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Fault Tree Analysis Software

Fault Tree Analysis Software

ConceptDraw PRO extended with Fault Tree Analysis Diagrams Solution from the Engineering Area of ConceptDraw Solution Park is the best Fault Tree Analysis Software.
First of all, Fault Tree Analysis Diagrams Solution provides a set of samples which are the good examples of easy drawing professional looking Fault Tree Analysis Diagrams. Read more
The vector stencils library "Fault tree analysis diagrams" contains 12 symbols for drawing Fault Tree Analysis (FTA) diagrams.
"Fault tree analysis (FTA) is a top down, deductive failure analysis in which an undesired state of a system is analyzed using Boolean logic to combine a series of lower-level events. This analysis method is mainly used in the fields of safety engineering and reliability engineering to understand how systems can fail, to identify the best ways to reduce risk or to determine (or get a feeling for) event rates of a safety accident or a particular system level (functional) failure. FTA is used in the aerospace, nuclear power, chemical and process, pharmaceutical, petrochemical and other high-hazard industries; but is also used in fields as diverse as risk factor identification relating to social service system failure.
In aerospace, the more general term "system Failure Condition" is used for the "undesired state" / Top event of the fault tree. These conditions are classified by the severity of their effects. The most severe conditions require the most extensive fault tree analysis. These "system Failure Conditions" and their classification are often previously determined in the functional Hazard analysis." [Fault tree analysis. Wikipedia]
The shapes example "Fault tree analysis diagrams" was created using the ConceptDraw PRO diagramming and vector drawing software extended with the Fault Tree Analysis Diagrams solution from the Engineering area of ConceptDraw Solution Park. Read more
FTA diagram symbols
FTA diagram symbols, voting gate, undeveloped event, transfer, priority AND gate, inhibit gate, house event, exclusive OR gate, event, conditional event, basic event, basic initiating fault, failure event, OR gate, AND gate,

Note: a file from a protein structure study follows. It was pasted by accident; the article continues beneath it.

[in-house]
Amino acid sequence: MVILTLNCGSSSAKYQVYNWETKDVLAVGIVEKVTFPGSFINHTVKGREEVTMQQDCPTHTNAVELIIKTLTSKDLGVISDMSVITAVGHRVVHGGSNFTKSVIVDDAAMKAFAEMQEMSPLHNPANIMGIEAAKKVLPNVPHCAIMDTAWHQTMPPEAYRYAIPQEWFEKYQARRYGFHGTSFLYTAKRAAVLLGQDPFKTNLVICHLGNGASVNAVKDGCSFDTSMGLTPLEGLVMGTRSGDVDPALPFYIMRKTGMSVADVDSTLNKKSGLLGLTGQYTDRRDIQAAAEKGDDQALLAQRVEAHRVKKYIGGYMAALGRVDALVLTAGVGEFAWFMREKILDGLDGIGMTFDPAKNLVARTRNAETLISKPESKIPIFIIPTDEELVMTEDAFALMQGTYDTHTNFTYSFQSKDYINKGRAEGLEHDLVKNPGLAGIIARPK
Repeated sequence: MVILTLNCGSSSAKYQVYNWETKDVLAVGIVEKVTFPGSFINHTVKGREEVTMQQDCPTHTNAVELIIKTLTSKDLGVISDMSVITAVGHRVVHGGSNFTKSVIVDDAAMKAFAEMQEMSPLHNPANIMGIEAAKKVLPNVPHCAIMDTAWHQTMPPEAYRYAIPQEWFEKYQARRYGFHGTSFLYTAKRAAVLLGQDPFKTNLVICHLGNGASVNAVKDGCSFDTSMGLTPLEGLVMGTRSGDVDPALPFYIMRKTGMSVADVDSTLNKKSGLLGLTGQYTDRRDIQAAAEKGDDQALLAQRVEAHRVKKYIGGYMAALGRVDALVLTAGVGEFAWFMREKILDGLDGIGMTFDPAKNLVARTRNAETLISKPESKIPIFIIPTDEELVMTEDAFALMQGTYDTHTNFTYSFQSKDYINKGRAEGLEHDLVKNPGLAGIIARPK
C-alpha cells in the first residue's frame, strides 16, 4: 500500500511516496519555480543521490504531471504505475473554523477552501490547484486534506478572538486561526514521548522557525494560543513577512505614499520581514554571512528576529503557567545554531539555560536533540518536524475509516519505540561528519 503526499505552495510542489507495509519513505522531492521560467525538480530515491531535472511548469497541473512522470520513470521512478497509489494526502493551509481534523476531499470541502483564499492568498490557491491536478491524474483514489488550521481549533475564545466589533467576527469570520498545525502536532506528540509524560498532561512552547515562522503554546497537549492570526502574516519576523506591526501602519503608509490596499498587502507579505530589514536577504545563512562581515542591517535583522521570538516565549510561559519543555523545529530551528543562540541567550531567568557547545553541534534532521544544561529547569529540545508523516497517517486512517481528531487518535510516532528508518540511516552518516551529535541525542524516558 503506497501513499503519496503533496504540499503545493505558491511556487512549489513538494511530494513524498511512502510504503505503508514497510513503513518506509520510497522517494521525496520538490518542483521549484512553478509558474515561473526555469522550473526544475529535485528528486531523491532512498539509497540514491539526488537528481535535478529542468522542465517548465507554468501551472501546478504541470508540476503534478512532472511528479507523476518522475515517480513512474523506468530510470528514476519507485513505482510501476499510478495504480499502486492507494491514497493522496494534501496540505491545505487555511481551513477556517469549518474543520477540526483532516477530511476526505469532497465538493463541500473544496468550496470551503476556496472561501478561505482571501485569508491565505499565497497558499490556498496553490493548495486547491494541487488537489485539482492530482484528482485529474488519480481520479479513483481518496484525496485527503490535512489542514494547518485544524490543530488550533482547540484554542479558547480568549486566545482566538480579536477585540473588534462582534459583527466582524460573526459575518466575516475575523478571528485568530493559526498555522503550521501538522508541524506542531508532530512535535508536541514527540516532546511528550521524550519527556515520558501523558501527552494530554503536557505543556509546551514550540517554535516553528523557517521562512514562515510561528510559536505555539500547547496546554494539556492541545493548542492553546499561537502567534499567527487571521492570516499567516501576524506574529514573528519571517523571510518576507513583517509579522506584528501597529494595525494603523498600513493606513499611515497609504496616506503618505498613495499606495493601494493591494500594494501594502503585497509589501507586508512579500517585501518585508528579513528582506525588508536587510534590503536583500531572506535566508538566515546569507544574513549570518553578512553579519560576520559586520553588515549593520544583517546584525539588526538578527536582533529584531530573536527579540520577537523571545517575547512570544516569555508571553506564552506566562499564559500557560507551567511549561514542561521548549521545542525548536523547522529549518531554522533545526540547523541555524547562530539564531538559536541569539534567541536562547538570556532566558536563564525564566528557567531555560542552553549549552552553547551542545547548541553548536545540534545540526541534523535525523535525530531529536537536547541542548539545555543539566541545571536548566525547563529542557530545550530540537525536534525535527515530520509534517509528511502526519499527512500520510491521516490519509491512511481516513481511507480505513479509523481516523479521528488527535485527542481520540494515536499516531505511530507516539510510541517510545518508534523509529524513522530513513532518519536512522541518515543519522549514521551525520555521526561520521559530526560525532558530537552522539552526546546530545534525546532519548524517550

The FTA diagram sample "Fault tree analysis - Insulin delivery system" was redesigned from the illustration of "CMSI 641: Introduction to Software Engineering. Design of Critical Systems. B.J. Johnson. 2005. Loyola Marymount University".
"Another way of assessing hazards is using fault tree analysis. In this process, each of the identified hazards is covered by a detailed analysis to find out what might cause it. Either inductive or deductive reasoning is applied. In the case of software hazards, the usual focus is to determine faults that will cause the system to fail to deliver a system service, such as a monitoring system. A "fault tree" is constructed to link all the possible situations together, to help identify the interrelationships of the failures, which modules may cause them, and what "trickle-down effects" there might be. Here is an example of a fault tree, as applied to the Insulin delivery system from Sommerville...
Note that this tree is only partially complete, since only the potential software faults are shown on the diagram. The potential failures involving hardware, such as low battery, blood monitor or sensor failure, patient over-exertion or inattention, or medical staff failure are noticeable by their absence.
The fault tree and safety specification processes are two ways of helping with system risk assessment tasks. Once the risks are identified, there are other assessments that need to take place. First, the likelihood of the risk occurrance must be assessed. This is often quantifiable, so numbers may be assigned based on things like MTBF, latency effects, and other known entities. There may be other non-quantifiable contributors to the risk likelihood, however, such that these must be assessed and estimated by experts in the domain. (Don't short-change this process when dealing with critical systems!) Finally, the risk assessment must include the severity of the risk, meaning an estimation of the cost to the project in the event the risk item actually does occur. "Cost to the project" means all associated costs, including schedule delays, human injury, damage to hardware, corruption of data, and so on."